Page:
Alexander Mack writes:

Expanding on Ian Wallace’s question of: should governments deal with cyber acts that have a national security impact (espionage, sabotage and subversion, if you will) but which fall below the threshold of ‘war’, especially when the perpetrators are based overseas and often beyond the reach of law enforcement?

I feel that the question necessitates an understanding of why we consider a particular cyber act to be deemed a ‘threat’, since threats are always directed against something, hence Arnold Wolfers' remark of ‘security for whom and for which values?’

The four types of threat within cyberspace (cybercrime, cyberterror, cyberespionage and cyberwar) share very similar characteristics. Their difference is ultimately found in the intent of the action. Cybercrime is driven by the desire to profit financially from an illicit activity. Cyberterror is about causing fear (whether through the threat of violence or the projection of words and images) in the pursuit of a political goal. Cyberespionage is the collection of information for either military or financial advantage in the long term, while cyberwar is an action where a state intentionally seeks to inflict harm on the information systems of another state.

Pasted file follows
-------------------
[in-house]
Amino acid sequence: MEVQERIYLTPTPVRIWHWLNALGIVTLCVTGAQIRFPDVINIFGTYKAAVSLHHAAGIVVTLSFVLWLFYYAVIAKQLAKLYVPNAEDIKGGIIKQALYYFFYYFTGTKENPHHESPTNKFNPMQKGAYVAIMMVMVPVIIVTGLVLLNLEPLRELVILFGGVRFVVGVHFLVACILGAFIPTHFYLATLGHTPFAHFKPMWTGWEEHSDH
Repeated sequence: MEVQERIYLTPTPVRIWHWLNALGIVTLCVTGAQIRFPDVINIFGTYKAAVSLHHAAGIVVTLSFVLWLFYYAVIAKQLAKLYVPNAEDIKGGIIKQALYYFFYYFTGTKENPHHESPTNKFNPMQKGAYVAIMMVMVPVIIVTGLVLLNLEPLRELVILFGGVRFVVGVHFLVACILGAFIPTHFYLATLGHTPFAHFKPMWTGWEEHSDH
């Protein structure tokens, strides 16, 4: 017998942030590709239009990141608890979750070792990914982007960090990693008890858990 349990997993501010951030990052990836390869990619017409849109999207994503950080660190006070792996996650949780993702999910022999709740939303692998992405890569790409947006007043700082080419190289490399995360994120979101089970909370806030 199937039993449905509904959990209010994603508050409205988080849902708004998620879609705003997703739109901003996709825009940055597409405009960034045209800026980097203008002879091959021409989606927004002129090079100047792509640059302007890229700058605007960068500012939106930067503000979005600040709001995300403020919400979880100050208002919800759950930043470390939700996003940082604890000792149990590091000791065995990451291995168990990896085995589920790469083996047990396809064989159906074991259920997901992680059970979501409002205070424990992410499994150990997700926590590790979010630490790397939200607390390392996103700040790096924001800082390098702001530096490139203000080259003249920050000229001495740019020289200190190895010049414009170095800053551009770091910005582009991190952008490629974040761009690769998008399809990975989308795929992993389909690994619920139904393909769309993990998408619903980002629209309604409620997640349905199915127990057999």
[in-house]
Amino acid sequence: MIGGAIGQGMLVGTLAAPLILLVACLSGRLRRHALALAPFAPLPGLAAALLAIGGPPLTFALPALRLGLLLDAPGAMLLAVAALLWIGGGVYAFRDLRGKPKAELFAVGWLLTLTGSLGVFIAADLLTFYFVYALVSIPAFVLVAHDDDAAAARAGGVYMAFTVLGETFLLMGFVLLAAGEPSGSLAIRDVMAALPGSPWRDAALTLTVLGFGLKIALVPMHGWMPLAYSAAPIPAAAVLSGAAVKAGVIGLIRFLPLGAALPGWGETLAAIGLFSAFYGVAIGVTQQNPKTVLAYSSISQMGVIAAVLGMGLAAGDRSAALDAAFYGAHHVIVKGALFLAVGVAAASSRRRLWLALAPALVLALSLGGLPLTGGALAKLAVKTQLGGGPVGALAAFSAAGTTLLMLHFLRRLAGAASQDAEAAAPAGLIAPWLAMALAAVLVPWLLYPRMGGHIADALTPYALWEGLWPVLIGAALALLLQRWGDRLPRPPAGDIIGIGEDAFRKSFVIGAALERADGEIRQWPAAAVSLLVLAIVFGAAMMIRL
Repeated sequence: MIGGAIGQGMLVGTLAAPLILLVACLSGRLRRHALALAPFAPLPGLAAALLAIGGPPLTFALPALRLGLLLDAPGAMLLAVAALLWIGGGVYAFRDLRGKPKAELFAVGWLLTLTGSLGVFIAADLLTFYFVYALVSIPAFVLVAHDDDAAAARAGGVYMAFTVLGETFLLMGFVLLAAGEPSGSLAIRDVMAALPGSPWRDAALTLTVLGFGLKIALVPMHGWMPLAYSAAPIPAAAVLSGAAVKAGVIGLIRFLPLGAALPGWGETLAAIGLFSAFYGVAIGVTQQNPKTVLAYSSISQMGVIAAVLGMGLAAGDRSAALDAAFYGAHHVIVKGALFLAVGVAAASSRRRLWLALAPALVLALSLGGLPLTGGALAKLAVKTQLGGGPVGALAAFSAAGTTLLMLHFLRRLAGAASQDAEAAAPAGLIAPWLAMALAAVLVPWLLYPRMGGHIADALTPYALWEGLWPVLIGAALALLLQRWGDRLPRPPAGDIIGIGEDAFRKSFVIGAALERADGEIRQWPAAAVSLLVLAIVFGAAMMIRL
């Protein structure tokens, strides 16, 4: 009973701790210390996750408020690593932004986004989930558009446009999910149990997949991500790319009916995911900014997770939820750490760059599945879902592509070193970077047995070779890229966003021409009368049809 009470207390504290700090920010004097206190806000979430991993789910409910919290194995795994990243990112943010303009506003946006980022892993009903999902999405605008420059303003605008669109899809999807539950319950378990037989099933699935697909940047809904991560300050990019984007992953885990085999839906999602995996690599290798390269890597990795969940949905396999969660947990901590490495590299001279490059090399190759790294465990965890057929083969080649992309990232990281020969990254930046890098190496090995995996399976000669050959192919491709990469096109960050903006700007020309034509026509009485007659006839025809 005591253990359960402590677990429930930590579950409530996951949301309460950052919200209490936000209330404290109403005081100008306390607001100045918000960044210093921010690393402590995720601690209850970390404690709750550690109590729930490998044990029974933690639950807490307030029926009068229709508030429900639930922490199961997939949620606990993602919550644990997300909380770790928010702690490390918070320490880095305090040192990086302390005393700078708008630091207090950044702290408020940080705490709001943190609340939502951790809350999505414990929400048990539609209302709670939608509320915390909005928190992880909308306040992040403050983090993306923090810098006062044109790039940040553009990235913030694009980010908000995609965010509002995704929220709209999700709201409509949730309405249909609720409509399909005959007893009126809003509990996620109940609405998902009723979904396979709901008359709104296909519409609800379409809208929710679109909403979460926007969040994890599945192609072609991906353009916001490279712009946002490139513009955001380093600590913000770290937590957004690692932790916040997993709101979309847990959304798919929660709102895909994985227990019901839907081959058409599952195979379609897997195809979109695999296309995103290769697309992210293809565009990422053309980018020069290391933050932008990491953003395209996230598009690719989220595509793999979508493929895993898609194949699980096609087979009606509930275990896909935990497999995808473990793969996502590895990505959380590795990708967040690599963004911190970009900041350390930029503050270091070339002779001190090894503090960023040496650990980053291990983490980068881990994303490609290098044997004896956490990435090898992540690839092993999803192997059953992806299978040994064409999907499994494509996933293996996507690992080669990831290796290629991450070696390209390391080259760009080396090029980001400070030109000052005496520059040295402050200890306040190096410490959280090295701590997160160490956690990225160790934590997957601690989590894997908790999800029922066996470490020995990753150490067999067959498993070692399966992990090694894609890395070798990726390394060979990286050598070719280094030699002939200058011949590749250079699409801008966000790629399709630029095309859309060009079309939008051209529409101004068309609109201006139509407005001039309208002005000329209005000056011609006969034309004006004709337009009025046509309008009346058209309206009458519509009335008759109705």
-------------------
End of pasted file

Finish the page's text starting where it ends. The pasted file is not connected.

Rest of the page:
Establishing intent is the first step in determining an adequate course of action in response to a malicious cyber act.